Labour is fractured, weakened and led by a man described by Hodges as “a political battery hen” for his previously narrow horizons (and electorally hamstrung by long associations with everyone from the IRA to Hamas). The SNP are content to chip away at the union, Lib Dem leader Tim Farron has publicly stated that he will be forgotten, and the Greens have been decimated by Corbyn. Even UKIP has withered electorally. It was absolutely no mistake that the entire event was defined not by the strengths of the Tories, but the complete weakness of their opponents.

And all of this, as the speakers pointed out, against a Conservative government that just keeps making mistakes. The cuts haven’t saved the nation to the extent promised, growth isn’t roaring back, all of the levers pulled by Brown to help the economy are still pulled, and we’re ever more economically vulnerable to China. Hodges argued that for all that the messes of the Conservatives, their election victory in 2015 was no accident. Their long-term election plan hammered home a message that only they could be trusted with the UK, and their maturity showed in just how on-message they remained.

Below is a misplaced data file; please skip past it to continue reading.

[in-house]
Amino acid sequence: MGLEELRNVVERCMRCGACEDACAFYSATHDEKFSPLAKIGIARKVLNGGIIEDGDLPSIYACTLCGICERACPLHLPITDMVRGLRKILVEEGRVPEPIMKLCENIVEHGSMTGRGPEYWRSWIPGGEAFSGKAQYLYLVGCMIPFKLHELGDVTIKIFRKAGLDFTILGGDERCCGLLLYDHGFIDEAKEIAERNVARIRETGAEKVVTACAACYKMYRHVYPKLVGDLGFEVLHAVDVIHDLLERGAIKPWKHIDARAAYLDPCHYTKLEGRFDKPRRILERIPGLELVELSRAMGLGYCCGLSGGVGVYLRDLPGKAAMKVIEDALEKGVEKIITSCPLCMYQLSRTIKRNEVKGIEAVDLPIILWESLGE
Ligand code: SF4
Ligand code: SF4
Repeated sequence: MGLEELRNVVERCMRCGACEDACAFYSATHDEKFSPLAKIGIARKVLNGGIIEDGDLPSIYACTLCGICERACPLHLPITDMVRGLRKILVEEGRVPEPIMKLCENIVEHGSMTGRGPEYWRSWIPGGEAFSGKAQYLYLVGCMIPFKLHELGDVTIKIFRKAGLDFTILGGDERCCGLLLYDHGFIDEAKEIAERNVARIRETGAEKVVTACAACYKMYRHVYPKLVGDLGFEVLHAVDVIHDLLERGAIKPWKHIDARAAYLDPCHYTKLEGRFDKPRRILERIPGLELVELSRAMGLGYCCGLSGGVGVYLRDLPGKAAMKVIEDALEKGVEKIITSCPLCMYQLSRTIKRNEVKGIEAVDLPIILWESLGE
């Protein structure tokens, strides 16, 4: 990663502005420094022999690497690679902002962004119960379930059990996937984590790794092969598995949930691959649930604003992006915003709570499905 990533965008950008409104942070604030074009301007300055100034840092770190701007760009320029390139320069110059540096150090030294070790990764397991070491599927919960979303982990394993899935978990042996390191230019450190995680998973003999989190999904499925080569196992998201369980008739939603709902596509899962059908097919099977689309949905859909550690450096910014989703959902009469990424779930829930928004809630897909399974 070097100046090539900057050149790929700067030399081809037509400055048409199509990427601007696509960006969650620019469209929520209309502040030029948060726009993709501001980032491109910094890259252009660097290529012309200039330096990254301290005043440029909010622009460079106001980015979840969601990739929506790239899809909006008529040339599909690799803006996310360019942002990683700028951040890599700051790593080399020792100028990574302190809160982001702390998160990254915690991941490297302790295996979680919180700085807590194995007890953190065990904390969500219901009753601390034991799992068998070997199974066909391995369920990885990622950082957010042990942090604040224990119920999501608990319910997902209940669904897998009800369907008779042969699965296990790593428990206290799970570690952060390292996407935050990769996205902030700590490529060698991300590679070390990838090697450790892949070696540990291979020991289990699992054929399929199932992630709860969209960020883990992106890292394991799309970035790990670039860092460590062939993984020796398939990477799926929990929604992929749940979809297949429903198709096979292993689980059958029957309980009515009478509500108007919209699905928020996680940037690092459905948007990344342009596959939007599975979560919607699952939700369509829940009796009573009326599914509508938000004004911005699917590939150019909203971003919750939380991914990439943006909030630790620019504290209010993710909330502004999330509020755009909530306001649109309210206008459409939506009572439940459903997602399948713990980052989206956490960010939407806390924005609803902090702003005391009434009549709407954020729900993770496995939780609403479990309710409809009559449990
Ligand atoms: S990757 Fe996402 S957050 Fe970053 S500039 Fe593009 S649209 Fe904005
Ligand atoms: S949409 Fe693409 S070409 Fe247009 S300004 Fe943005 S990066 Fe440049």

Dan Hodges at the York Union. Image: James Hostford

Dan Hodges at the York Union. Image: James Hostford

Their modernisation, begun before Cameron even found himself as Tory leader, has produced a party sat squarely in the centre ground, at least to look at. David Cameron has been free to chart his own path, ignoring siren calls from right or left, with the result that there is a distinct, small-c conservative brand with wider appeal. He may be loathed by the right wing of his party, but his election victory was the ultimate repudiation of their criticisms. Moreover, his legacy is secured with the lack of any fully right-of-centre candidate to run for leader when he steps down.